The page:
CAR-T Cells: Immuno-oncology Therapeutics
The relationship between cancer cells and the immune system – T cells in particular – is pivotal to the body’s ability to suppress tumor formation, growth, and metastasis. Under normal circumstances, cancer cells are antigenic, which allows T cells to recognize, locate, and kill them. For tumor formation to occur, cancer cells need to either grow faster than T cell-mediated cytotoxic killing, or develop mechanisms to evade it.
T cell-mediated cytotoxicity requires T cells to be activated by antigen-presenting cells (APCs) such as dendritic cells, macrophages, or B cells. APCs process antigens and then display them as part of major histocompatibility complexes for detection and recognition by T cells via T cell receptors (TCRs). The activated and primed T cell then seeks and eliminates all cells expressing that specific antigen which it contacts. Since T cell recognition of cancer cells is mediated by cell surface antigen detection, cancer cell evasion mechanisms usually center on preventing such interactions – usually accomplished by downregulating common T cell targets.
Researchers are attempting to circumvent this tactic by creating and introducing custom receptors specific for ubiquitously-expressed surface markers unique to cancer cells. Through genetic engineering, T cells can be made to express these chimeric antigen receptors (CARs), creating CAR-T cells. CAR-T cells can be specially tailored to the cancer cell phenotypes present within an individual patient, thus augmenting the immune response and offering boosted specificity and efficiency.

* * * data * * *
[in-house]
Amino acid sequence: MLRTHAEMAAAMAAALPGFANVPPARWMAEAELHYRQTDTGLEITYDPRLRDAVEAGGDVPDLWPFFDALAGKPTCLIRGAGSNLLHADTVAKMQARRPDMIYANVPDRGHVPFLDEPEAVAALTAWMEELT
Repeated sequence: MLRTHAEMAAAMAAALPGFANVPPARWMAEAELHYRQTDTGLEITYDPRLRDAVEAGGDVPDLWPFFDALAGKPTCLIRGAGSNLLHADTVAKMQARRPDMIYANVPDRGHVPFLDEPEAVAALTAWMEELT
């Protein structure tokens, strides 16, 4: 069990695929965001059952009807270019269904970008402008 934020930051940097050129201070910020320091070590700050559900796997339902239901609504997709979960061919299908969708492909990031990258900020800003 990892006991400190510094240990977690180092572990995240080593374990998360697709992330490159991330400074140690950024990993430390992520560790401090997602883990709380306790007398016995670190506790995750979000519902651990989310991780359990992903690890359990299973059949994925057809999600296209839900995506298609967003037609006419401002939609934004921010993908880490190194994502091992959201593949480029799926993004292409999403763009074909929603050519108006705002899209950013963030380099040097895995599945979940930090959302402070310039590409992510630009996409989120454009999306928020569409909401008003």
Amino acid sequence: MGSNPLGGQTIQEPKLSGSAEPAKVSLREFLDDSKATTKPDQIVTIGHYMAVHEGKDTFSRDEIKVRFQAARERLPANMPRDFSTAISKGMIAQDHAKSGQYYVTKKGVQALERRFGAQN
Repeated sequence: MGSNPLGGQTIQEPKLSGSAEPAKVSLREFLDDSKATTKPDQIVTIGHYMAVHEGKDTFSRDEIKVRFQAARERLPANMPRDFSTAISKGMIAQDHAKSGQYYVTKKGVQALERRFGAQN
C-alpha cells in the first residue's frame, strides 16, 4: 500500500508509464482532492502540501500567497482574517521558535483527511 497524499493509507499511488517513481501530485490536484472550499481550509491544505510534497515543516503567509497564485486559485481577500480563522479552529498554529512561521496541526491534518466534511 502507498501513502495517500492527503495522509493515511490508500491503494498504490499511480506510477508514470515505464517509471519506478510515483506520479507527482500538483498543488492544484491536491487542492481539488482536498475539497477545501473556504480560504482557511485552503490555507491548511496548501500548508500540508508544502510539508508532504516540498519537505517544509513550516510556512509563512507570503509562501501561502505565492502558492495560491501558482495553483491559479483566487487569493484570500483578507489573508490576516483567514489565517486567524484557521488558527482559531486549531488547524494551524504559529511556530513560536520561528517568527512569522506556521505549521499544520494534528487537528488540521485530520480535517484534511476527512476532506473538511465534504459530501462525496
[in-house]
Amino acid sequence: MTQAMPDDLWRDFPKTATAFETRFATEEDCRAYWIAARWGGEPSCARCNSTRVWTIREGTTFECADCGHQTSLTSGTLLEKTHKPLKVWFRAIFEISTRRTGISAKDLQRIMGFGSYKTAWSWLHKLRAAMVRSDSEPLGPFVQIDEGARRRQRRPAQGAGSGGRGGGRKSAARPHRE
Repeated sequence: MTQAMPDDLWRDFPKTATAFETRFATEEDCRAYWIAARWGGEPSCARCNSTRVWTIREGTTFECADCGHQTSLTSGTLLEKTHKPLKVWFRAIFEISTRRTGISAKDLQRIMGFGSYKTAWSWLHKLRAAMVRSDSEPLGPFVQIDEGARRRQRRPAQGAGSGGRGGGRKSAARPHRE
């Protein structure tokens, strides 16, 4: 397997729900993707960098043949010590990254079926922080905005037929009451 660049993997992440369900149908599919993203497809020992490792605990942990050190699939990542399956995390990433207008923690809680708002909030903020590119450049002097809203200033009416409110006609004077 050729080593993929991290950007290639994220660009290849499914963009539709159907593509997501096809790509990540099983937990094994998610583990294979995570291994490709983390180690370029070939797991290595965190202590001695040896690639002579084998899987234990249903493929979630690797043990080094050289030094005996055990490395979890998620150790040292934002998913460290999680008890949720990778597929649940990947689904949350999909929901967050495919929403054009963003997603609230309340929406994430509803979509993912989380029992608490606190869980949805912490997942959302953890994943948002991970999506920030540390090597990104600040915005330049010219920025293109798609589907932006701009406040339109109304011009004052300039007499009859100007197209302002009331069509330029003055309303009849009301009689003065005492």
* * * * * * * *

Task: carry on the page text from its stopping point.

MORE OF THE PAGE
For CAR-T-based therapeutic strategies to be effective and easy to implement, a quick and simple methodology for the mass generation and production of CAR-T cells needs to be available. CAR-T cell production begins with isolating sufficient numbers of T cells for subsequent manipulation. Ideally, a patient’s own T cells will be used in order to limit potential autoimmune complications.
Following extraction and isolation, the extracted T cells are activated in vitro, at which point the genetic material encoding the CAR is introduced for incorporation. T cells which fail to incorporate the CAR are then removed, leaving a purified CAR-T cell population which is expanded, concentrated, and stored for further use.
In order to minimize collateral damage to healthy cells and improve general anti-cancer therapeutic efficiency, researchers are investigating methods of boosting the immune system’s innate anti-tumor activities. CAR-T cells can potentially increase the specificity and potency of T-cell mediated cell killing mechanisms.
CAR-T Cell Therapy: Introduction and Overview Video
Related Immunotherapy Content
Resources and Immunotherapy Documentation
- Filter by: